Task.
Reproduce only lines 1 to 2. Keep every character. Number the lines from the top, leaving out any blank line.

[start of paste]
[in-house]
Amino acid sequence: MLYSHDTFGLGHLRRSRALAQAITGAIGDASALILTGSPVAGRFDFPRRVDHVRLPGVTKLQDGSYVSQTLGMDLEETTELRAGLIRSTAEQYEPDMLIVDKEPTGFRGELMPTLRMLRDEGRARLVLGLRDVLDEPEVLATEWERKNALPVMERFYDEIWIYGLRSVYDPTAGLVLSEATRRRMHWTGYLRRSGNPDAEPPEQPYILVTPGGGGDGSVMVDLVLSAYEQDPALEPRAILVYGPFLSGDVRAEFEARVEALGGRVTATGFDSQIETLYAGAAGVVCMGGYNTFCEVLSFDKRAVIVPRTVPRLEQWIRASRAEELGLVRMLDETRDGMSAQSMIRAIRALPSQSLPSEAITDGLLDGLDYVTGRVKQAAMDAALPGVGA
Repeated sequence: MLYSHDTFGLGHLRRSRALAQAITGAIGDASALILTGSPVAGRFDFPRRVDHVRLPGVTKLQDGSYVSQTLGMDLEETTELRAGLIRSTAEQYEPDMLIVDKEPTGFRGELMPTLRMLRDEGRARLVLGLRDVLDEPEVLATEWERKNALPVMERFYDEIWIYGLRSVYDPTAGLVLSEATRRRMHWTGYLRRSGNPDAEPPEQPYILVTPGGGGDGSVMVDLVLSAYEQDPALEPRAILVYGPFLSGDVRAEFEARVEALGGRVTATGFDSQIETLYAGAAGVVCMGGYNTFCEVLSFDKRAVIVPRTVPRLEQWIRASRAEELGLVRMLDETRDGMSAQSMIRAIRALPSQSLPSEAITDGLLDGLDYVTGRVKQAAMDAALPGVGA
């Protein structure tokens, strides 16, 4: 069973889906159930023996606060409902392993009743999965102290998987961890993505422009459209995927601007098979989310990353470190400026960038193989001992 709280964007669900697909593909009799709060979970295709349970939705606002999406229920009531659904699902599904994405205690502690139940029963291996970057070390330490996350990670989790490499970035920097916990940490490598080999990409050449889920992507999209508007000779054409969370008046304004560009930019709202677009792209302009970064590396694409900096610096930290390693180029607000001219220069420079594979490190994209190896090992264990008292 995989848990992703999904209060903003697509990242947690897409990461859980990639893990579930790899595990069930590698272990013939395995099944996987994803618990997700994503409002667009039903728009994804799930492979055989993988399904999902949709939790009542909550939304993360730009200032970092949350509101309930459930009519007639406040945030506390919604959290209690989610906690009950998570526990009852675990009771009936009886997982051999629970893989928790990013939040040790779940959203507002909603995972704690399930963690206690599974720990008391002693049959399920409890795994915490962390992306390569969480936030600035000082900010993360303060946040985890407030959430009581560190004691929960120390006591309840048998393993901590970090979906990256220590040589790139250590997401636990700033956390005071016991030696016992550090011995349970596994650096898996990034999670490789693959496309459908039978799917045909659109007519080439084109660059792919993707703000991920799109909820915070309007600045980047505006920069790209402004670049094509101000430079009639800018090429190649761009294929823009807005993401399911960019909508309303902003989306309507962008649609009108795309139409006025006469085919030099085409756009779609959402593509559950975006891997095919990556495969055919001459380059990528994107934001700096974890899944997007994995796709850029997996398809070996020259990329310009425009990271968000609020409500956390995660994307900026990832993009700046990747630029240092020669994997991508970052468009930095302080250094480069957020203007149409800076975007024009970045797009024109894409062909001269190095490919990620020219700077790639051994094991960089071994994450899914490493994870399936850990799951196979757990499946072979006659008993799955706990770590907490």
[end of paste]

[in-house]
Amino acid sequence: MLYSHDTFGLGHLRRSRALAQAITGAIGDASALILTGSPVAGRFDFPRRVDHVRLPGVTKLQDGSYVSQTLGMDLEETTELRAGLIRSTAEQYEPDMLIVDKEPTGFRGELMPTLRMLRDEGRARLVLGLRDVLDEPEVLATEWERKNALPVMERFYDEIWIYGLRSVYDPTAGLVLSEATRRRMHWTGYLRRSGNPDAEPPEQPYILVTPGGGGDGSVMVDLVLSAYEQDPALEPRAILVYGPFLSGDVRAEFEARVEALGGRVTATGFDSQIETLYAGAAGVVCMGGYNTFCEVLSFDKRAVIVPRTVPRLEQWIRASRAEELGLVRMLDETRDGMSAQSMIRAIRALPSQSLPSEAITDGLLDGLDYVTGRVKQAAMDAALPGVGA